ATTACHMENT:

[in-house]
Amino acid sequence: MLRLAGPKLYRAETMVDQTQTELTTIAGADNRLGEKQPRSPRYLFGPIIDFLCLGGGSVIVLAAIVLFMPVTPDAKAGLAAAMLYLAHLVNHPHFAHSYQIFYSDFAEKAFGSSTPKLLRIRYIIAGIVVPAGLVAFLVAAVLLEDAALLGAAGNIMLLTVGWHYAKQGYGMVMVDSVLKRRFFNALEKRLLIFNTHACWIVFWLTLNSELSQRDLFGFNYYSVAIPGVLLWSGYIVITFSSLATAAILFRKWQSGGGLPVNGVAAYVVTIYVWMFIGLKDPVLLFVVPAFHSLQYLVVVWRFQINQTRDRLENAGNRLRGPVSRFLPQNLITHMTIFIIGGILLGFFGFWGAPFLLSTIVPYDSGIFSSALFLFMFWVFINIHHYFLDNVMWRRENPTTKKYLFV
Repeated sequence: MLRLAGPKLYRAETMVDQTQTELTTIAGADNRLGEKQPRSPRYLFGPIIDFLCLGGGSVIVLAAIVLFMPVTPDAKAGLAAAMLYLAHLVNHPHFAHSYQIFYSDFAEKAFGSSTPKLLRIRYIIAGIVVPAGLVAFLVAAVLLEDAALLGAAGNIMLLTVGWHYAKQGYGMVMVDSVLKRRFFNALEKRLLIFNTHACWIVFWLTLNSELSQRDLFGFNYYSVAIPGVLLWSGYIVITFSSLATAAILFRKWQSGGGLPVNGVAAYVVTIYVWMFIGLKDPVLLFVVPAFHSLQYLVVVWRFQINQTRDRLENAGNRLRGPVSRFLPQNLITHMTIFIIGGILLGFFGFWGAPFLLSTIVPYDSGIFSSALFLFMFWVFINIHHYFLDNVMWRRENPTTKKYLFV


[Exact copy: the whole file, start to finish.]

[in-house]
Amino acid sequence: MLRLAGPKLYRAETMVDQTQTELTTIAGADNRLGEKQPRSPRYLFGPIIDFLCLGGGSVIVLAAIVLFMPVTPDAKAGLAAAMLYLAHLVNHPHFAHSYQIFYSDFAEKAFGSSTPKLLRIRYIIAGIVVPAGLVAFLVAAVLLEDAALLGAAGNIMLLTVGWHYAKQGYGMVMVDSVLKRRFFNALEKRLLIFNTHACWIVFWLTLNSELSQRDLFGFNYYSVAIPGVLLWSGYIVITFSSLATAAILFRKWQSGGGLPVNGVAAYVVTIYVWMFIGLKDPVLLFVVPAFHSLQYLVVVWRFQINQTRDRLENAGNRLRGPVSRFLPQNLITHMTIFIIGGILLGFFGFWGAPFLLSTIVPYDSGIFSSALFLFMFWVFINIHHYFLDNVMWRRENPTTKKYLFV
Repeated sequence: MLRLAGPKLYRAETMVDQTQTELTTIAGADNRLGEKQPRSPRYLFGPIIDFLCLGGGSVIVLAAIVLFMPVTPDAKAGLAAAMLYLAHLVNHPHFAHSYQIFYSDFAEKAFGSSTPKLLRIRYIIAGIVVPAGLVAFLVAAVLLEDAALLGAAGNIMLLTVGWHYAKQGYGMVMVDSVLKRRFFNALEKRLLIFNTHACWIVFWLTLNSELSQRDLFGFNYYSVAIPGVLLWSGYIVITFSSLATAAILFRKWQSGGGLPVNGVAAYVVTIYVWMFIGLKDPVLLFVVPAFHSLQYLVVVWRFQINQTRDRLENAGNRLRGPVSRFLPQNLITHMTIFIIGGILLGFFGFWGAPFLLSTIVPYDSGIFSSALFLFMFWVFINIHHYFLDNVMWRRENPTTKKYLFV